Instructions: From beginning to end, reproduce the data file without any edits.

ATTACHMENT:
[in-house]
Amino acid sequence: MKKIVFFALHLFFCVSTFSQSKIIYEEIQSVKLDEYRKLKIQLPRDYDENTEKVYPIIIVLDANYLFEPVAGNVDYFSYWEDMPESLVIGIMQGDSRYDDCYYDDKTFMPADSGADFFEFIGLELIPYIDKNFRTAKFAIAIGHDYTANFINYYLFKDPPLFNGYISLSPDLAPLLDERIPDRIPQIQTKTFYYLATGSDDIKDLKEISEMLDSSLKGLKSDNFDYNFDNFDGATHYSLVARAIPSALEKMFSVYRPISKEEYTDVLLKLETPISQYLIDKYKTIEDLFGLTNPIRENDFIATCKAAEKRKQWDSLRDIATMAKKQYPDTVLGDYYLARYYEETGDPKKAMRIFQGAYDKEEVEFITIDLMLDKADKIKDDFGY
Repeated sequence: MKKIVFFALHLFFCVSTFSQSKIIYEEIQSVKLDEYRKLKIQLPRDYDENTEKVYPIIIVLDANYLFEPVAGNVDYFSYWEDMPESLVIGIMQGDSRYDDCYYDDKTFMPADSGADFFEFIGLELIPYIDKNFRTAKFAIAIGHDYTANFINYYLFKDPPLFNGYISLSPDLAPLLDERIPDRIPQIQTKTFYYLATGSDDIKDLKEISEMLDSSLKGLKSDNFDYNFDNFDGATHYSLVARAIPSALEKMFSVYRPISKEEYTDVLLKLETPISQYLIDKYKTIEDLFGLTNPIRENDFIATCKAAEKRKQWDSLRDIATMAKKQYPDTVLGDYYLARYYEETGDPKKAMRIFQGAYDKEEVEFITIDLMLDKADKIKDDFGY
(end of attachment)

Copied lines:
[in-house]
Amino acid sequence: MKKIVFFALHLFFCVSTFSQSKIIYEEIQSVKLDEYRKLKIQLPRDYDENTEKVYPIIIVLDANYLFEPVAGNVDYFSYWEDMPESLVIGIMQGDSRYDDCYYDDKTFMPADSGADFFEFIGLELIPYIDKNFRTAKFAIAIGHDYTANFINYYLFKDPPLFNGYISLSPDLAPLLDERIPDRIPQIQTKTFYYLATGSDDIKDLKEISEMLDSSLKGLKSDNFDYNFDNFDGATHYSLVARAIPSALEKMFSVYRPISKEEYTDVLLKLETPISQYLIDKYKTIEDLFGLTNPIRENDFIATCKAAEKRKQWDSLRDIATMAKKQYPDTVLGDYYLARYYEETGDPKKAMRIFQGAYDKEEVEFITIDLMLDKADKIKDDFGY
Repeated sequence: MKKIVFFALHLFFCVSTFSQSKIIYEEIQSVKLDEYRKLKIQLPRDYDENTEKVYPIIIVLDANYLFEPVAGNVDYFSYWEDMPESLVIGIMQGDSRYDDCYYDDKTFMPADSGADFFEFIGLELIPYIDKNFRTAKFAIAIGHDYTANFINYYLFKDPPLFNGYISLSPDLAPLLDERIPDRIPQIQTKTFYYLATGSDDIKDLKEISEMLDSSLKGLKSDNFDYNFDNFDGATHYSLVARAIPSALEKMFSVYRPISKEEYTDVLLKLETPISQYLIDKYKTIEDLFGLTNPIRENDFIATCKAAEKRKQWDSLRDIATMAKKQYPDTVLGDYYLARYYEETGDPKKAMRIFQGAYDKEEVEFITIDLMLDKADKIKDDFGY